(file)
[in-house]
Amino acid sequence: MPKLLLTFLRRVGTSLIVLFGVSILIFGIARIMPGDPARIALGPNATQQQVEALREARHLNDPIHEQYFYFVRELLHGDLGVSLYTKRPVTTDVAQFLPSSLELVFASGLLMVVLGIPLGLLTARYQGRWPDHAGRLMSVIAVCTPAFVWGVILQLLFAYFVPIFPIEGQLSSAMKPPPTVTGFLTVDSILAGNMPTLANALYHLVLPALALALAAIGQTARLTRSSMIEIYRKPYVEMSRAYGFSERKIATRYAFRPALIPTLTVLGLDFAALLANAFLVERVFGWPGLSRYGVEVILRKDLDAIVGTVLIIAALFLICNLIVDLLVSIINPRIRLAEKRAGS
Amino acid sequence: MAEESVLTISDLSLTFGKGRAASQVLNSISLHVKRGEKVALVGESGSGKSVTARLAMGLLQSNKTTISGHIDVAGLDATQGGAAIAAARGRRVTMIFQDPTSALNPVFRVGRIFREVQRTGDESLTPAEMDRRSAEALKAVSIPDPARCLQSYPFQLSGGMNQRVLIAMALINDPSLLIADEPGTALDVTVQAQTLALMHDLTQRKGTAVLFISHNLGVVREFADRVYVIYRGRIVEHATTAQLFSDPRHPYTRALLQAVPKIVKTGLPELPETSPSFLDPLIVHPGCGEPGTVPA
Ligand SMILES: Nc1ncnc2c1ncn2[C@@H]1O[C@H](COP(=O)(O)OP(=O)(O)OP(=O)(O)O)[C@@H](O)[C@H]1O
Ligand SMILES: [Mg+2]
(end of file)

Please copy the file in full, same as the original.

[in-house]
Amino acid sequence: MPKLLLTFLRRVGTSLIVLFGVSILIFGIARIMPGDPARIALGPNATQQQVEALREARHLNDPIHEQYFYFVRELLHGDLGVSLYTKRPVTTDVAQFLPSSLELVFASGLLMVVLGIPLGLLTARYQGRWPDHAGRLMSVIAVCTPAFVWGVILQLLFAYFVPIFPIEGQLSSAMKPPPTVTGFLTVDSILAGNMPTLANALYHLVLPALALALAAIGQTARLTRSSMIEIYRKPYVEMSRAYGFSERKIATRYAFRPALIPTLTVLGLDFAALLANAFLVERVFGWPGLSRYGVEVILRKDLDAIVGTVLIIAALFLICNLIVDLLVSIINPRIRLAEKRAGS
Amino acid sequence: MAEESVLTISDLSLTFGKGRAASQVLNSISLHVKRGEKVALVGESGSGKSVTARLAMGLLQSNKTTISGHIDVAGLDATQGGAAIAAARGRRVTMIFQDPTSALNPVFRVGRIFREVQRTGDESLTPAEMDRRSAEALKAVSIPDPARCLQSYPFQLSGGMNQRVLIAMALINDPSLLIADEPGTALDVTVQAQTLALMHDLTQRKGTAVLFISHNLGVVREFADRVYVIYRGRIVEHATTAQLFSDPRHPYTRALLQAVPKIVKTGLPELPETSPSFLDPLIVHPGCGEPGTVPA
Ligand SMILES: Nc1ncnc2c1ncn2[C@@H]1O[C@H](COP(=O)(O)OP(=O)(O)OP(=O)(O)O)[C@@H](O)[C@H]1O
Ligand SMILES: [Mg+2]